Harmony is a celebration of Peng Jian’s most recent works, where everyday objects are presented as metaphors for his artistic ideas and feelings. In search of a higher aesthetic that goes beyond traditional visual representation and verging on the abstract, he invites his audience to find hidden meaning in his linear compositions, and to witness the rapport between the lines and colours in an almost meditative approach.
Peng Jian’s background in traditional Chinese painting is deeply inherent in his use of jiehua, or ruled-line ink painting that originated in the Southern Song Dynasty (1127-1279). Using a specially-designed Chinese brush and ruler, it allows the artist to draw consistently-straight lines. As a technique, jiehua is not only a throwback to artistic traditions of the past, but also affords the artist the geometric accuracy and architectural precision central to his paintings, forming the basis of all his works. The strategically-placed lines and geometric forms create a spatial harmony that is further highlighted by his skillful application of ink and choice of primary colours, used to represent objects that appear to exist between representation and abstraction. These include Rubik’s cubes, building blocks and books, juxtaposed against each other in a mathematical grid-like composition. They recall the works of early 20th century modernists, Mondrian and Malevich, pioneers of the art movements of Neoplasticism and Suprematism, who sought new forms of non-narrative artistic expressions through a reduction of form and colour, elevating geometric shapes to a whole new level.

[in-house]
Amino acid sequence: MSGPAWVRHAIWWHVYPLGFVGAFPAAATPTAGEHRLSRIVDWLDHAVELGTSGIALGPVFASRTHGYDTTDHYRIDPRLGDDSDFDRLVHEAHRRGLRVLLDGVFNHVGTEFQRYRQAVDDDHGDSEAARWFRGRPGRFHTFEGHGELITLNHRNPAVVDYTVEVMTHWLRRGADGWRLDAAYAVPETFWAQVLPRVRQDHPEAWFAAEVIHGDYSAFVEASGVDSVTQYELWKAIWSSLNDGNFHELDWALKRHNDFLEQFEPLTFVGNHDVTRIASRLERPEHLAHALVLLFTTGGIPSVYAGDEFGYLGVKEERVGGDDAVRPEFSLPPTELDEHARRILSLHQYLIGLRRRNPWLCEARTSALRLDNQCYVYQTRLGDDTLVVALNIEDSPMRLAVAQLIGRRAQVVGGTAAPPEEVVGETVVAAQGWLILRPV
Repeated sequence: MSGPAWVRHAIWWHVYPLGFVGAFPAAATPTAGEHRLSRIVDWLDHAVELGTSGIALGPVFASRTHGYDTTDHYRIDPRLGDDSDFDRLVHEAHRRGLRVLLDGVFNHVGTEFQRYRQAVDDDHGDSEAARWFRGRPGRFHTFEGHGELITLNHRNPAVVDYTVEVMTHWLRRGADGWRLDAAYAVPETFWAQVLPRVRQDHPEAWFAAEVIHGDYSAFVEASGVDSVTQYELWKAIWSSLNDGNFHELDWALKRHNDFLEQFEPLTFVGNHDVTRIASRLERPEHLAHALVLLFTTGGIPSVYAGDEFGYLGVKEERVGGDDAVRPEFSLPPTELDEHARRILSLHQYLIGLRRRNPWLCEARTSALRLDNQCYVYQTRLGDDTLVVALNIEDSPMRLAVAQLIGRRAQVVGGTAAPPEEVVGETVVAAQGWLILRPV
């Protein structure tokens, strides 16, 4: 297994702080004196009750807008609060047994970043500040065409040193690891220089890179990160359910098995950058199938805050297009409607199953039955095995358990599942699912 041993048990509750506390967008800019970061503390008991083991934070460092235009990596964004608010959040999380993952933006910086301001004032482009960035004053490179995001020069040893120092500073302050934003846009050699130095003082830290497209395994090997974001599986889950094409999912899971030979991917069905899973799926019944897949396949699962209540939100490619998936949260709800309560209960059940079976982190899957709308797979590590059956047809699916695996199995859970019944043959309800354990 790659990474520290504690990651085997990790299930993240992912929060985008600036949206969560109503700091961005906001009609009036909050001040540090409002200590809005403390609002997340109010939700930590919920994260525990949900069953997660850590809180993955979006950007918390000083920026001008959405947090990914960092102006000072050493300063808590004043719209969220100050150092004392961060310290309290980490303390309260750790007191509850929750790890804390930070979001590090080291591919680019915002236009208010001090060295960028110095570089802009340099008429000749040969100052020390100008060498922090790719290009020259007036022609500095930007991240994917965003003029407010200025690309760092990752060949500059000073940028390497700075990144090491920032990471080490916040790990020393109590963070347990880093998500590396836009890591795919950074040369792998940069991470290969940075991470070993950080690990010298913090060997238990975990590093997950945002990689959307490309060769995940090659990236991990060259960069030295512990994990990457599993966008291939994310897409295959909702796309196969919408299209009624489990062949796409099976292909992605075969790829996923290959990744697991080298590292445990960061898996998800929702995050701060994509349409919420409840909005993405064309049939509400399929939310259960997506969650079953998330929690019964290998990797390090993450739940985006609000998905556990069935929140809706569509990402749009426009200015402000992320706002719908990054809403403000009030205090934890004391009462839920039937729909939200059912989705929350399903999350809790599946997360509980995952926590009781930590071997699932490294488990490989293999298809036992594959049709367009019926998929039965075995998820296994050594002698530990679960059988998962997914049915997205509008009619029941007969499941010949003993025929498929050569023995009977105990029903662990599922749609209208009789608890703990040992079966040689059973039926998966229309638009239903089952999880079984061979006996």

In this manner, the artistic feeling evoked is given more weight than the actual visual depiction. Proportion, perspective and visual accuracy become secondary to the harmony that is conveyed – the key to understanding Peng Jian’s works. For instance, the objects in “Open Door” (2019) and the “Inside Out” series (2019) establish a rapport with each other and co-exist together in harmony. There can be no discord between them; chaos and disorder would only occur if one of them were removed. Renowned art critic, Barbara Pollack, comments that the best way to "read" a Peng Jian painting would be to imagine any one of its elements being moved. Only then would the viewer realize the importance that each plays in creating balance, bringing into mind the Buddhist saying: “Seeing mountains as mountains and seeing mountains not as mountains”